In developing countries as well as in the developed world, transport of goods and people is required to facilitate economic activity as well as provide people access to goods, education and health services. High transport costs lead to individuals, communities and enterprises becoming isolated and creates a barrier to poverty alleviation. Transport improvements mean that these people and companies can reach wider markets, services and new opportunities.

The rapid motorisation of transport in the developing world comes with intensified versions of the same problems motorised transport causes in developed countries; noise, pollution, and safety. Motorisation has caused traffic congestion and pollution in cities, is the cause of more than 350,000 deaths and tens of millions of injuries a year, and contributes to climate change.

In addition, developing countries must sacrifice valuable foreign exchange to purchase and maintain motorised traffic; foreign-manufactured cars, trucks, vans and buses that require continual supply of foreign-manufactured petrol and spares, as well as foreign expertise to repair and maintain them. Motorisation generally serves only a small segment of the population, and contributes to the isolation of the majority non-motorised population, particularly women, elderly people, and families and children. As in the developed world, the increase in motorisation has reduced the viability of, or eliminated, less expensive nonmotorised options.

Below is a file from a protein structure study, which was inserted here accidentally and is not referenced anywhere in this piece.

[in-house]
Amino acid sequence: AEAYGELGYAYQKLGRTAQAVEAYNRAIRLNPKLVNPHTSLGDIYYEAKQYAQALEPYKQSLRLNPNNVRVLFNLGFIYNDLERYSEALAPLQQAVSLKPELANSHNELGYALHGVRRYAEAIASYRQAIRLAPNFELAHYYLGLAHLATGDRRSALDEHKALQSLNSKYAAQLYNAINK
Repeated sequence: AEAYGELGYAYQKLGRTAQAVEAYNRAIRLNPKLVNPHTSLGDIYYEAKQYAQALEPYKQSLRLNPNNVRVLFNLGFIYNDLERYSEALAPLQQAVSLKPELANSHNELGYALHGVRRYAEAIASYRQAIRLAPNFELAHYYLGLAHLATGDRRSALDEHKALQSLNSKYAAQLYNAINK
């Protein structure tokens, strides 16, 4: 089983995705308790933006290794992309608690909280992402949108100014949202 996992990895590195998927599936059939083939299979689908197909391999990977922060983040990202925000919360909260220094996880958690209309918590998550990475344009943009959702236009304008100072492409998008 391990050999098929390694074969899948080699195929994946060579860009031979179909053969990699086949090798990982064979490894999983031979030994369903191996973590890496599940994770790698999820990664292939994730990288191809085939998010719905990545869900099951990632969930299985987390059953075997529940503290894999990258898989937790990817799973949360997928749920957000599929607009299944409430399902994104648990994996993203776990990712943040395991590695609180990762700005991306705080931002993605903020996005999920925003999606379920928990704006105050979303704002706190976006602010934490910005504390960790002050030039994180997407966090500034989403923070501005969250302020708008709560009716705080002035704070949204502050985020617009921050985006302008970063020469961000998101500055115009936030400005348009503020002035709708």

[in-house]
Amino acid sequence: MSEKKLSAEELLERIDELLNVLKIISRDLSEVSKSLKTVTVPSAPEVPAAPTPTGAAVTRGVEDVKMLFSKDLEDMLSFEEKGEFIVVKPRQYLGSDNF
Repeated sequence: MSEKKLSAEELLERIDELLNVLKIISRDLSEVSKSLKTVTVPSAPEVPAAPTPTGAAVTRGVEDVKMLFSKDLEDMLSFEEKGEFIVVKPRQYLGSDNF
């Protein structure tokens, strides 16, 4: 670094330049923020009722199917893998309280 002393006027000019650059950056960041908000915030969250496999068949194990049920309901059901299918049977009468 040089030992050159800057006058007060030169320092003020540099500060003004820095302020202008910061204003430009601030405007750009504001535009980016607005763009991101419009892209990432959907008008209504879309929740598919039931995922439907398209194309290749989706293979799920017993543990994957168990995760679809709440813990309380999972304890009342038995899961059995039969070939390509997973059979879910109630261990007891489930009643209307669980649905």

Little accurate information is available, particularly on non-motorised traffic. As in many other economic sectors, development in transport is typically top-down, with international development institutions and national governments designing and implementing large projects; the market is dominated by large public and private players, possibly to a greater extent than in other areas. Real solutions, however, must be created in consultation with the people affected, and be tailored to local needs and constraints; our research should investigate small scale/bottom up strategies and technologies.

Get involved
To get involved and contribute to our Transport Community of Practice, sign up to the EWB-UK Transport Google Group and click "join this group".




Engineers Without Borders UK work to date


When using any information taken from this website please adhere to our terms and conditions, in particular those relating to intellectual property rights.





Current opportunities with Engineers Without Borders UK






Other interesting links


If there are other things that you would like to see on this page then contact us.

Creative Commons Licence
Placement and Bursaries work are licensed under a Creative Commons Attribution-ShareAlike 3.0 Unported License.